Rep. Joseph Crowley did not hide his ambition to be House speaker some day. Now, after his stunning primary loss Tuesday, the next generation of Democratic leaders is a blank slate.

The congressman from Queens set out on a mission over the past year to put himself in place to one day, whenever Democrats won back the majority, grab the gavel and run the House.

“I find myself possibly in the position of — where what I’ve attained so far in terms of leadership — that may happen in the future. It may not,” Crowley told The Washington Post last fall while campaigning for several Democrats around Las Vegas.

On Tuesday, that dream came crashing down, with Crowley becoming the latest in an entire generation of Democratic emerging leaders to fail in their quest to seize the mantle from the 70-something trio of liberals atop the House caucus for more than a decade.

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Crowley’s crushing defeat came at the hands of an underfunded challenger on his ideological flank in a party primary. Alexandria Ocasio-Cortez, 28, is a former Bernie Sanders campaign organizer who called for the abolition of the Immigration and Customs Enforcement agency amid the public outcry over President Trump’s migrant separation policy.

Crowley’s loss drew immediate comparisons to the stunning upset of Eric Cantor (R-Va.) four years ago when he was the sitting House majority leader and lost to now-Rep. Dave Brat (Va.) in the GOP primary.

But, in that instance, House Republicans had several other young lawmakers who had the standing and support to rise into top posts, including House Speaker Paul D. Ryan (R-Wis.), who was waiting in the wings for another year to take charge.

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Crowley, 56, despite being in his 20th year in office, was considered a relative newcomer to Democratic leadership circles because the other three have been at the top since early last decade, longer than most House Democrats have even served in Congress.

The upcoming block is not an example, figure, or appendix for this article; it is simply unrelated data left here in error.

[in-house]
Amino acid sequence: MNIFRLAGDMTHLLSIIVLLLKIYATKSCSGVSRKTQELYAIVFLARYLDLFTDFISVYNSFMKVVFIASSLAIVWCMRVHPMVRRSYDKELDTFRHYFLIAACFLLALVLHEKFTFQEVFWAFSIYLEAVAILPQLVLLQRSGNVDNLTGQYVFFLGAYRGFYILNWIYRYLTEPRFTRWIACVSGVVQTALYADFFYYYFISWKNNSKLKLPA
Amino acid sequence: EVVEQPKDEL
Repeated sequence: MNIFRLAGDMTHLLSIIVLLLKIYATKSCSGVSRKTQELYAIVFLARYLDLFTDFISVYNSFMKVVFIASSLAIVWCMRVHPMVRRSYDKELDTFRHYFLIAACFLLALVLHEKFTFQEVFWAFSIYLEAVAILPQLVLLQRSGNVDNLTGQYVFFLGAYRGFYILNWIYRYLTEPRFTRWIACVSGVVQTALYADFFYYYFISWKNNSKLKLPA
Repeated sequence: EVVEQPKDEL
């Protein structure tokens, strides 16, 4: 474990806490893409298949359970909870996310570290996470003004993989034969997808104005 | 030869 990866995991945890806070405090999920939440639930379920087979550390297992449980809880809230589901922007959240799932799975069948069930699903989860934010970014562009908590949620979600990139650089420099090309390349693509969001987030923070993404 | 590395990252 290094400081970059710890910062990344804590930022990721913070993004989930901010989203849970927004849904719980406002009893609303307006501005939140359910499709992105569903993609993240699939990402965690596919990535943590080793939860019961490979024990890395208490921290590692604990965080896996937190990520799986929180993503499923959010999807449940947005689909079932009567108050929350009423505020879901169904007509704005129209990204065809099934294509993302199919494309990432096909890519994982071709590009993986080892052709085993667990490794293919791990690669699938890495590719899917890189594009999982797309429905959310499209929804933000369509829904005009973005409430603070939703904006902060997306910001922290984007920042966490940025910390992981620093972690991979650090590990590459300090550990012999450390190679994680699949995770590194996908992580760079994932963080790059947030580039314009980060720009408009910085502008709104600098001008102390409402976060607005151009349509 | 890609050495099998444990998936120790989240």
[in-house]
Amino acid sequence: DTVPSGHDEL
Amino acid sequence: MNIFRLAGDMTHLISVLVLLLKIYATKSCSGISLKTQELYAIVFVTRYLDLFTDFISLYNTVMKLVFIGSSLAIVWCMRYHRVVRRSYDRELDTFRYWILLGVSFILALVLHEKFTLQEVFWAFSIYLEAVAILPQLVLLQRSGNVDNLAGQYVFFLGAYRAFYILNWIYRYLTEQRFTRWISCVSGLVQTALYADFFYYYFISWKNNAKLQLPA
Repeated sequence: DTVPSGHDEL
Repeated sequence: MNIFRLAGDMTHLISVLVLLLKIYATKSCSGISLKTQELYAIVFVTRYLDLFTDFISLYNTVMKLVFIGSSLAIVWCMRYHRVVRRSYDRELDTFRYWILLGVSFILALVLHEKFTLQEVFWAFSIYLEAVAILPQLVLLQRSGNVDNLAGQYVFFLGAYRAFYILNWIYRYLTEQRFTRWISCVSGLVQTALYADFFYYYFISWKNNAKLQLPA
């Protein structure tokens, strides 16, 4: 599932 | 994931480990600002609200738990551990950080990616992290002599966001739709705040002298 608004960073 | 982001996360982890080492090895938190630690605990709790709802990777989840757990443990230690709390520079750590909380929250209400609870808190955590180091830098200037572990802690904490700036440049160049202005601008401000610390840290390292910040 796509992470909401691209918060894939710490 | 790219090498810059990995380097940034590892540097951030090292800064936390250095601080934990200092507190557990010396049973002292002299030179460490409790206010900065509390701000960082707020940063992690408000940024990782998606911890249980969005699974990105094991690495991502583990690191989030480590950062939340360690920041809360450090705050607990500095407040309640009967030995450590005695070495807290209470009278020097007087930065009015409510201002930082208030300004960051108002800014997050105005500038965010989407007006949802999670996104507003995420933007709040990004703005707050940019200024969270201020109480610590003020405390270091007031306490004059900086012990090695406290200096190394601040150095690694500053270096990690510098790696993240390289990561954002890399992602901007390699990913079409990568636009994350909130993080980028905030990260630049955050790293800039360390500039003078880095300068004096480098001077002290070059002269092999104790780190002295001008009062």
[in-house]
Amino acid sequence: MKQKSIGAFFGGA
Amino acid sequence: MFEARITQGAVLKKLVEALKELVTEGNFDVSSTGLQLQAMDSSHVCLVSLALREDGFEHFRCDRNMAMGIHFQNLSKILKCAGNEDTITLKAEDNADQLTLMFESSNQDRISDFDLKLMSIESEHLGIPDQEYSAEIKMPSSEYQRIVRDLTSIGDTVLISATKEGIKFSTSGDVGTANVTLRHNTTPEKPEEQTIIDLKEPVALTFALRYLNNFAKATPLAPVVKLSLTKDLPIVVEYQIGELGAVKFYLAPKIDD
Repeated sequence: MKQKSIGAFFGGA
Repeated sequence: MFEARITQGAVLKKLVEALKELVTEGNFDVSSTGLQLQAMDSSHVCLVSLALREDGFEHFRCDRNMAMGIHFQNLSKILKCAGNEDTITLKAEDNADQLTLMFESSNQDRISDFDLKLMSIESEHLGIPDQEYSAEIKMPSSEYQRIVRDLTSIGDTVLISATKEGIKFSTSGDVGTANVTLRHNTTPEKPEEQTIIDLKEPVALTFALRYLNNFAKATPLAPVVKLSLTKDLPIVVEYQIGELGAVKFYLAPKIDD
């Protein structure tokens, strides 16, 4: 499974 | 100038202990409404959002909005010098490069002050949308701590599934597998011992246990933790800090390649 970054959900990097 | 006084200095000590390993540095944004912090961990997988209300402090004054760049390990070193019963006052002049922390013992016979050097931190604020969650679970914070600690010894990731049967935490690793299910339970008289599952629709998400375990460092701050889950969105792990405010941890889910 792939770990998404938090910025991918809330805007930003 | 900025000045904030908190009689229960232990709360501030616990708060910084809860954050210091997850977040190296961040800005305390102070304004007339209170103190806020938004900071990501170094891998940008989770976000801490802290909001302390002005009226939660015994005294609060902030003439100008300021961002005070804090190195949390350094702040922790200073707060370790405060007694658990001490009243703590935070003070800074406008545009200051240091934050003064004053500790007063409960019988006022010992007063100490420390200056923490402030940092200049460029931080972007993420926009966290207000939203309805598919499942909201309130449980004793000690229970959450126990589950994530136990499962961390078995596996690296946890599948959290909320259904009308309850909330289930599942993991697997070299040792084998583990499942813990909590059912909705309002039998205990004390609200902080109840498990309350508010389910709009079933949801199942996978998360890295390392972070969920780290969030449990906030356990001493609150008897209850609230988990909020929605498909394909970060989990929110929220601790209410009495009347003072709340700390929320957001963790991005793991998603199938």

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There’s Nancy Pelosi, 78, the California Democrat who has served four years as speaker and is in her 12th year as minority leader; Steny H. Hoyer, 79, the Maryland Democrat who is in his 16th year serving as Pelosi’s top deputy; and James E. Clyburn, 77, the South Carolina Democrat who has been the No. 3 leader for a dozen years.

With a pivotal midterm election just months away, a growing number of Democratic candidates had been trying to escape the question of whether they support Pelosi as the next House speaker — by instead calling for an entire generational housecleaning of top leaders.

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It has left the odd possibility of the Democrats’ winning a narrow majority in November and then a serious question about whether Democrats could elect a speaker with their own votes.

Pelosi and the other 70-somethings have been in something close to a staring contest over who would retire first and open the door for one of the others to take the top reins, all while the rank-and-file Democrats grew increasingly anxious about the line of succession amid a string of election defeats and disappointments.